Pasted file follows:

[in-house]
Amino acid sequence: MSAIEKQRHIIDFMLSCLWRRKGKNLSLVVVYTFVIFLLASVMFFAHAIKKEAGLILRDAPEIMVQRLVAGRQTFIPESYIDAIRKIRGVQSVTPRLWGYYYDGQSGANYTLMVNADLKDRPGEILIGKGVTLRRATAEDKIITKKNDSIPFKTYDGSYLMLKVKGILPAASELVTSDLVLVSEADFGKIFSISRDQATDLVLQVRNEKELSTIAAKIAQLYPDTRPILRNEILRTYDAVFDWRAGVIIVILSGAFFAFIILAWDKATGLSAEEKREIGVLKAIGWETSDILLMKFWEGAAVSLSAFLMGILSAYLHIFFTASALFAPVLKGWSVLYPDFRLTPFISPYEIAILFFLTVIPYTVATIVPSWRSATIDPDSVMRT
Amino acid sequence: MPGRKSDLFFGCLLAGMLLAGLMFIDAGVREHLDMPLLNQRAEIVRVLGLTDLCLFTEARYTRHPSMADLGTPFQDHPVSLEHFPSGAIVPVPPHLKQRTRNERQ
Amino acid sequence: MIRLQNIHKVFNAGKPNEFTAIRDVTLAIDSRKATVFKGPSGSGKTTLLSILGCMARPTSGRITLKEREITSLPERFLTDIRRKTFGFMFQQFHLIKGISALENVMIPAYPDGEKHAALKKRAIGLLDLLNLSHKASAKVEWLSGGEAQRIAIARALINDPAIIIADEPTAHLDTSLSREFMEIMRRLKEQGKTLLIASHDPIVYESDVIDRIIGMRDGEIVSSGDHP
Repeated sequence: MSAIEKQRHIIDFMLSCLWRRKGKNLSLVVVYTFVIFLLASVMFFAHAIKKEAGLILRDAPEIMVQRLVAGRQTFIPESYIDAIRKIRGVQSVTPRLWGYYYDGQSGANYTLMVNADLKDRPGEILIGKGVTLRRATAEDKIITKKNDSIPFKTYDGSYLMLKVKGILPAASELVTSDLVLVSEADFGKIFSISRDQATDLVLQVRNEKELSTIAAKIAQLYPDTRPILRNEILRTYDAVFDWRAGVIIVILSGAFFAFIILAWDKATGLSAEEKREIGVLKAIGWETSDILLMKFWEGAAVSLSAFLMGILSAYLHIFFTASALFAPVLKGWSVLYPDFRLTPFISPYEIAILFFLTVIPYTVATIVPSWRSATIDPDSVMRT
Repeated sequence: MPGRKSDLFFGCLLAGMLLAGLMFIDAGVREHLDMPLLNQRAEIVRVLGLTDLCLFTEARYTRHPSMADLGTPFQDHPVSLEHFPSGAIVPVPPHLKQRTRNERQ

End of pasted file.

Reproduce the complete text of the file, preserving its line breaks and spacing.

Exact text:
[in-house]
Amino acid sequence: MSAIEKQRHIIDFMLSCLWRRKGKNLSLVVVYTFVIFLLASVMFFAHAIKKEAGLILRDAPEIMVQRLVAGRQTFIPESYIDAIRKIRGVQSVTPRLWGYYYDGQSGANYTLMVNADLKDRPGEILIGKGVTLRRATAEDKIITKKNDSIPFKTYDGSYLMLKVKGILPAASELVTSDLVLVSEADFGKIFSISRDQATDLVLQVRNEKELSTIAAKIAQLYPDTRPILRNEILRTYDAVFDWRAGVIIVILSGAFFAFIILAWDKATGLSAEEKREIGVLKAIGWETSDILLMKFWEGAAVSLSAFLMGILSAYLHIFFTASALFAPVLKGWSVLYPDFRLTPFISPYEIAILFFLTVIPYTVATIVPSWRSATIDPDSVMRT
Amino acid sequence: MPGRKSDLFFGCLLAGMLLAGLMFIDAGVREHLDMPLLNQRAEIVRVLGLTDLCLFTEARYTRHPSMADLGTPFQDHPVSLEHFPSGAIVPVPPHLKQRTRNERQ
Amino acid sequence: MIRLQNIHKVFNAGKPNEFTAIRDVTLAIDSRKATVFKGPSGSGKTTLLSILGCMARPTSGRITLKEREITSLPERFLTDIRRKTFGFMFQQFHLIKGISALENVMIPAYPDGEKHAALKKRAIGLLDLLNLSHKASAKVEWLSGGEAQRIAIARALINDPAIIIADEPTAHLDTSLSREFMEIMRRLKEQGKTLLIASHDPIVYESDVIDRIIGMRDGEIVSSGDHP
Repeated sequence: MSAIEKQRHIIDFMLSCLWRRKGKNLSLVVVYTFVIFLLASVMFFAHAIKKEAGLILRDAPEIMVQRLVAGRQTFIPESYIDAIRKIRGVQSVTPRLWGYYYDGQSGANYTLMVNADLKDRPGEILIGKGVTLRRATAEDKIITKKNDSIPFKTYDGSYLMLKVKGILPAASELVTSDLVLVSEADFGKIFSISRDQATDLVLQVRNEKELSTIAAKIAQLYPDTRPILRNEILRTYDAVFDWRAGVIIVILSGAFFAFIILAWDKATGLSAEEKREIGVLKAIGWETSDILLMKFWEGAAVSLSAFLMGILSAYLHIFFTASALFAPVLKGWSVLYPDFRLTPFISPYEIAILFFLTVIPYTVATIVPSWRSATIDPDSVMRT
Repeated sequence: MPGRKSDLFFGCLLAGMLLAGLMFIDAGVREHLDMPLLNQRAEIVRVLGLTDLCLFTEARYTRHPSMADLGTPFQDHPVSLEHFPSGAIVPVPPHLKQRTRNERQ